The rise of classic consoles in recent years has hardly been a surprise.
After all, we’re only just starting to appreciate the power that nostalgia has in the entertainment industry, especially in gaming. People crave a door to the past. They’re not only hoping for the chance to play some titles that are generally considered to be true classics, but they’re hoping to relive the feeling they had when they played these games for the first time.
So, it wasn’t a surprise to hear that Sony was releasing a “classic” version of the original PlayStation, nor was it a surprise to hear that there were quite a few people who were interested in purchasing one. The general feeling was that the PlayStation Classic was something of a can’t miss prospect so far as video game products go.
Yet, the relative failures of the PlayStation Classic reveal it wasn’t a “can’t miss” product. In fact, they reveal that the whole classic console concept is in serious trouble.
We don’t know the exact sales figures of the PlayStation Classic, but we do know that retailers everywhere have drastically cut the price of the plug-and-play console by as much as 50% just a day after Christmas. That’s a move typically reserved for products that did not meet holiday sale expectations.
More importantly, we know the public reaction to the PlayStation classic. Those who have used the console report that it is running off of some pretty cheap technology and seems to exemplify the bare minimum effort that could be put into such a product. On top of that, you have many people who believe the list of included games is missing many of the console’s truly great titles.
Those are all reasons why the PlayStation Classic has failed to meet expectations, but they’re not the reasons why the PlayStation Classic should be the last of its kind.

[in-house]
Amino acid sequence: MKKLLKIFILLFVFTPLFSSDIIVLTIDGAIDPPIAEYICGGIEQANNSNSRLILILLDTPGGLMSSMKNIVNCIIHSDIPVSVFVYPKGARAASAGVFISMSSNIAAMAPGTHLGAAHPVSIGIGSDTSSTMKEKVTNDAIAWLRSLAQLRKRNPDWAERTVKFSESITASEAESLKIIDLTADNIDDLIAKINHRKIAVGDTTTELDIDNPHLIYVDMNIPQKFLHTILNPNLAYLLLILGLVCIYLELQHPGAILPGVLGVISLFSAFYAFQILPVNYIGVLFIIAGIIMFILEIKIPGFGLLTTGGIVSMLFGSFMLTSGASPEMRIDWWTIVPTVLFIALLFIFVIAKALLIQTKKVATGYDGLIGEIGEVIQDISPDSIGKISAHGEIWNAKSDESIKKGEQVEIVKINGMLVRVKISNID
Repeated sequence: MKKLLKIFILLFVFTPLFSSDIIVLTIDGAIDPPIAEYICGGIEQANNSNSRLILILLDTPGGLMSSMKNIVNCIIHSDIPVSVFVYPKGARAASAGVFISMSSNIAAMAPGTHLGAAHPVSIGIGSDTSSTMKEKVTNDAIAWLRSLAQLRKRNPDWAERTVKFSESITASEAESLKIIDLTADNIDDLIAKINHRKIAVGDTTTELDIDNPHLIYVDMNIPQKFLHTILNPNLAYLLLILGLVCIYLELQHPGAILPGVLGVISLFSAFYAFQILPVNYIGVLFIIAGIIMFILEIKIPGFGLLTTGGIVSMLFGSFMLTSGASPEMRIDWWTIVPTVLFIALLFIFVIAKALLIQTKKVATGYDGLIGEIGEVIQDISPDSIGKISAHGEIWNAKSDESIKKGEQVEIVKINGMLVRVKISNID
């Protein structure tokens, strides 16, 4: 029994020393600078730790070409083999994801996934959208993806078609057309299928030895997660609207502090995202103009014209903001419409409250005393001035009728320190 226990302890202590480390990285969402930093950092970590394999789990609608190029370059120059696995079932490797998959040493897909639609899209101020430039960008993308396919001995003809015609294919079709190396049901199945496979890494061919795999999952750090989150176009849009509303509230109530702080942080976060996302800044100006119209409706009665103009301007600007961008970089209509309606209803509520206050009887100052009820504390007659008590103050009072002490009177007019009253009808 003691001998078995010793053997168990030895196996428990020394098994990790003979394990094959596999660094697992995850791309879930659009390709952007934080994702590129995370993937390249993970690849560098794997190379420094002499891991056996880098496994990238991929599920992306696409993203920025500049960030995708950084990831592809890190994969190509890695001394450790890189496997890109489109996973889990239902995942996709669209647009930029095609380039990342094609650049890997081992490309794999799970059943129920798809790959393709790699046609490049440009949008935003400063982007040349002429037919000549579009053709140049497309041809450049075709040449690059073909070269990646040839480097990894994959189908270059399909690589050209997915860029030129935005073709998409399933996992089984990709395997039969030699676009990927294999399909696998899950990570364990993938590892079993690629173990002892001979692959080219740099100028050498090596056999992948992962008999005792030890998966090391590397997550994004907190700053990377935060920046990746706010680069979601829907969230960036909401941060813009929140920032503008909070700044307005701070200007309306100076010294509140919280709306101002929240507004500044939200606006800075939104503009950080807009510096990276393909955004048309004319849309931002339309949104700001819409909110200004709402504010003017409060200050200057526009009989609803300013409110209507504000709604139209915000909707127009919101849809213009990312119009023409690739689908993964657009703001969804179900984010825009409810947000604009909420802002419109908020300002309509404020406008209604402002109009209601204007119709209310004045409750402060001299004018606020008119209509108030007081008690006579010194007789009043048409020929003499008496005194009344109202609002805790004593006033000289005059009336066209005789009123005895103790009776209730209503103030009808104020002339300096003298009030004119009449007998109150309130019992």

Sony can do better if they chose to release another plug-and-play classic console. We’ve seen Nintendo release better such consoles. The problem with these consoles is that there is only so much history left to cover, and these consoles are a pretty bad way to cover it.
As we get into the PlayStation/N64 era and beyond, we encounter more and more games that have been remade, remastered, or simply even improved upon greatly by sequels. Does that mean those games no longer have merit? No, but unlike the NES/Genesis/SNES era, it does mean that compiling these titles on a classic console becomes not only harder to do (due to licensing troubles and technical problems), but that the “nostalgia” becomes lessened due to how much more recent these games are.
The appeal of these classic consoles hasn’t always been – and shouldn’t be – the games they contain. There need to be better ways to access those games besides having to buy these consoles. However, the PlayStation Classic shows that there’s a limit to these consoles beyond the specific titles they contain. It shows that these classic consoles can go wrong quite easily and that there are limits to how many of them we can reasonably expect to receive.